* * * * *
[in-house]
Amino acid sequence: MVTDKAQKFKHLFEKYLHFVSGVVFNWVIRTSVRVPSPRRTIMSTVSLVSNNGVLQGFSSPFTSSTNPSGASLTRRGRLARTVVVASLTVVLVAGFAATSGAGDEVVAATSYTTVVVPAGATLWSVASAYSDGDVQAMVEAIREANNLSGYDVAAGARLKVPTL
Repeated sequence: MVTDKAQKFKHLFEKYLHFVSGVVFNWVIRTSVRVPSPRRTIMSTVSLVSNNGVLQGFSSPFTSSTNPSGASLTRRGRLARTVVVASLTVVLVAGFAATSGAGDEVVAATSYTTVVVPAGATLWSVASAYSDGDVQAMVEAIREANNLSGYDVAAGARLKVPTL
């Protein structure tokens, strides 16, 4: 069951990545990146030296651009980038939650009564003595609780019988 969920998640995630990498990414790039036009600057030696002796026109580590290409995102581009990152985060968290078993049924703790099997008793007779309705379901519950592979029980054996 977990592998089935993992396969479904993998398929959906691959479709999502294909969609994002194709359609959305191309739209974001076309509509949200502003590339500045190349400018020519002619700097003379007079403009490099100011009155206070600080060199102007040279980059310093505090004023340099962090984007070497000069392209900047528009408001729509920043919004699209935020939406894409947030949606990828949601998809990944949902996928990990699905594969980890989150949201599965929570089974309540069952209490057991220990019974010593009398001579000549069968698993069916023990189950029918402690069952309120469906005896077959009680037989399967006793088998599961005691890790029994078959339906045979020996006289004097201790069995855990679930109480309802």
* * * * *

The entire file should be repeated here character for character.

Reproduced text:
[in-house]
Amino acid sequence: MVTDKAQKFKHLFEKYLHFVSGVVFNWVIRTSVRVPSPRRTIMSTVSLVSNNGVLQGFSSPFTSSTNPSGASLTRRGRLARTVVVASLTVVLVAGFAATSGAGDEVVAATSYTTVVVPAGATLWSVASAYSDGDVQAMVEAIREANNLSGYDVAAGARLKVPTL
Repeated sequence: MVTDKAQKFKHLFEKYLHFVSGVVFNWVIRTSVRVPSPRRTIMSTVSLVSNNGVLQGFSSPFTSSTNPSGASLTRRGRLARTVVVASLTVVLVAGFAATSGAGDEVVAATSYTTVVVPAGATLWSVASAYSDGDVQAMVEAIREANNLSGYDVAAGARLKVPTL
């Protein structure tokens, strides 16, 4: 069951990545990146030296651009980038939650009564003595609780019988 969920998640995630990498990414790039036009600057030696002796026109580590290409995102581009990152985060968290078993049924703790099997008793007779309705379901519950592979029980054996 977990592998089935993992396969479904993998398929959906691959479709999502294909969609994002194709359609959305191309739209974001076309509509949200502003590339500045190349400018020519002619700097003379007079403009490099100011009155206070600080060199102007040279980059310093505090004023340099962090984007070497000069392209900047528009408001729509920043919004699209935020939406894409947030949606990828949601998809990944949902996928990990699905594969980890989150949201599965929570089974309540069952209490057991220990019974010593009398001579000549069968698993069916023990189950029918402690069952309120469906005896077959009680037989399967006793088998599961005691890790029994078959339906045979020996006289004097201790069995855990679930109480309802």